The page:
Military Parents Voice Education Concerns to Leaders

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Among the participants were Deputy Defense Secretary William J. Lynn III; Dr. Jill Biden, wife of Vice President Joe Biden; Education Secretary Arne Duncan; Army Chief of Staff Gen. George W. Casey Jr. and his wife, Sheila; military parents; and other military and school officials. 

The challenges the military education system encounters mirror those encountered by the nation, Lynn said in opening remarks, whether in recruiting and training good teachers, raising standards, or obtaining money for construction and renovation. 

But in addition, he noted, the military faces two distinct challenges: frequent moves and multiple deployments. 

With every move, families must work to solve problems ranging from ensuring their children adjust to a new environment to making sure records move swiftly and correctly from one school to another, Lynn said. 

Additionally, military families often face multiple deployments, with one or both parents gone for six months to a year. 

"That sets up a particular challenge for our schools, for military families," Lynn said. "How do we support those kids when one or both parents are deployed?" 

The deputy secretary said is pleased to see Biden, Duncan and other leaders taking note of military education issues and working to tackle them through avenues like the roundtable meeting. 

Biden, an educator for nearly 30 years and mother of an Army National Guard officer, said she and First Lady Michelle Obama are on a mission to better understand the challenges military families face. "We're here to listen to you," she told the participants. 

The military parents took full advantage of the venue, speaking up to voice concerns on a variety of education-related issues, ranging from school transfer difficulties to the need for improved teacher training within Defense Department and public schools. 

Kathryn Griffin, whose husband is in the Virginia National Guard, expressed concern for Guard children, whom she worries get lost in public schools where teachers may not receive the special training they need to detect when children are experiencing problems due to a deployment or other military challenge. 

Madeline Lanza, an Army spouse, echoed Griffin's concerns, pointing out that many teachers lack the experience and training to recognize military-related problems in students. Her husband deployed last May, she explained, and her child went through some "rough spots." While the teacher was helpful, she didn't have the experience to deal with the problems. She encouraged teachers to avail themselves of training. 

Lynn addressed training in an interview after the roundtable. "The general issue is to get both training to the teachers who are dealing with the kids in the classrooms ... and the kind of counselor support so the teacher doesn't spend all their time with just a couple of students who are having challenges," he said. "Partly that's training, and partly that's resources."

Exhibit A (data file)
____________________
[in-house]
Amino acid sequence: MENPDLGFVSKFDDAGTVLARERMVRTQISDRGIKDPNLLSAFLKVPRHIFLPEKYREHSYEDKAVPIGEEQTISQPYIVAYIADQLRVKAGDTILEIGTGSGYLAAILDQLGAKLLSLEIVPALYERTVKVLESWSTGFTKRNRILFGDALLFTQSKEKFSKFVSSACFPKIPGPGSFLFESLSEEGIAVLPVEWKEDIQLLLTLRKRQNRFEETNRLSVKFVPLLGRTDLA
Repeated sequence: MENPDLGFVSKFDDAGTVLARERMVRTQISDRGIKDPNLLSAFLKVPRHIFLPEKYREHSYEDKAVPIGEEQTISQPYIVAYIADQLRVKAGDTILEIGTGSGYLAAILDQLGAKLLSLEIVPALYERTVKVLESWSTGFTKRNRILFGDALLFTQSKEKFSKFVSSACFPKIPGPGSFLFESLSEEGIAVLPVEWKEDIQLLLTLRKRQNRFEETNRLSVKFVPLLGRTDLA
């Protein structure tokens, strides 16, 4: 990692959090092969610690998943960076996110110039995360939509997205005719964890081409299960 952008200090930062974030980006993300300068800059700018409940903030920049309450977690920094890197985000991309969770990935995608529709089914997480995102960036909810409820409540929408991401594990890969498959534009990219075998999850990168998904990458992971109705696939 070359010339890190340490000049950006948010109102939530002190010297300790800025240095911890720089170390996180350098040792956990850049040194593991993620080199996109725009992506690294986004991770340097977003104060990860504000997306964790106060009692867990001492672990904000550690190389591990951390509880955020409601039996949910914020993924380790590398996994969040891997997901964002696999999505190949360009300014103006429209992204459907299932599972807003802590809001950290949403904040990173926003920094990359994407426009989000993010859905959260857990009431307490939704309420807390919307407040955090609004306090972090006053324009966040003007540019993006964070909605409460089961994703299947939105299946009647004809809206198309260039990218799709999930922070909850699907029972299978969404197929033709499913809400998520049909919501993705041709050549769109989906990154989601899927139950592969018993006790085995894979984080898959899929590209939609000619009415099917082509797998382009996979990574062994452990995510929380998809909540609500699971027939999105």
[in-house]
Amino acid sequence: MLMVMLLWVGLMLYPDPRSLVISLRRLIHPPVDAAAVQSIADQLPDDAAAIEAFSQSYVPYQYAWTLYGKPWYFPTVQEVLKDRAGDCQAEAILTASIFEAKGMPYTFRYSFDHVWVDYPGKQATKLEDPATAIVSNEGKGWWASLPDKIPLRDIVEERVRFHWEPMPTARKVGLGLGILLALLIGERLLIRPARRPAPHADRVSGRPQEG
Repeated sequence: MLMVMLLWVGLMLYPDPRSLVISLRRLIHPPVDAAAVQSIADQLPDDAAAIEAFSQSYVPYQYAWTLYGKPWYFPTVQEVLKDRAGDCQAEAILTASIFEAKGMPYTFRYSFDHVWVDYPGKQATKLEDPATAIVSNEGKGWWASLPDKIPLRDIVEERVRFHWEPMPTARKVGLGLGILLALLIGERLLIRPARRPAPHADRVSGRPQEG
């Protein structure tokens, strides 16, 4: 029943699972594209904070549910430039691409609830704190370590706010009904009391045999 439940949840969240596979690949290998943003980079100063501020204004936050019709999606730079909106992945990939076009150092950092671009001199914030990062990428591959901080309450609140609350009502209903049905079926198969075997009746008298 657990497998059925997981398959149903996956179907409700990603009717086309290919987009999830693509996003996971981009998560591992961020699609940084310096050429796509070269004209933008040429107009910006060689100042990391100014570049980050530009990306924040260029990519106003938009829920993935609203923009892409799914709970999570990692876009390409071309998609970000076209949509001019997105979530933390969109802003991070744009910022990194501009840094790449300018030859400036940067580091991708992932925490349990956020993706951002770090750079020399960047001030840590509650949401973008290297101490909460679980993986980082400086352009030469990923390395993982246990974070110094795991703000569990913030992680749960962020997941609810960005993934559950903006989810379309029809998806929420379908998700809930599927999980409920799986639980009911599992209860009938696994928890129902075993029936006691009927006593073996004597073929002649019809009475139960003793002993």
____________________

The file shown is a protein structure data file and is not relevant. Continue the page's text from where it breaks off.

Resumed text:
Renae Robinson, a Navy spouse, urged leaders to consider making it mandatory for servicemembers to notify the school of an impending deployment. That way, school officials will be able to look for signs of trouble and offer much-needed resources to students. Also, deployment classes and counseling should be made part of the curriculum in school, rather than offered as an option, she added. 

Robinson also pointed out the difficulties of transferring between schools in different states. The Interstate Compact on Educational Opportunity for Military Children has eased some of these difficulties, she acknowledged, but not enough people know about the compact or how it can help them. The compact is a cooperative effort among states to address some of the administrative challenges military children run into when moving to a new school. 

Biden said she's aware of the concerns. "That's something we're looking into," she said. 
Duncan noted that officials are working to establish common standards across all states. 
Overall, the roundtable emphasized the importance of addressing education issues within the military, Lynn noted. 

"We need to meet those challenges, and then with the conflicts we're in, we need to get the resources to the kids who are dealing with a very tough challenge with having one or both parents deployed for six months or a year at a time, and this is happening not just once, but with multiple deployments," Lynn said. 

"We need to work with those kids and address what is a very challenging situation for them," he added. "It can obviously impact how they do in school."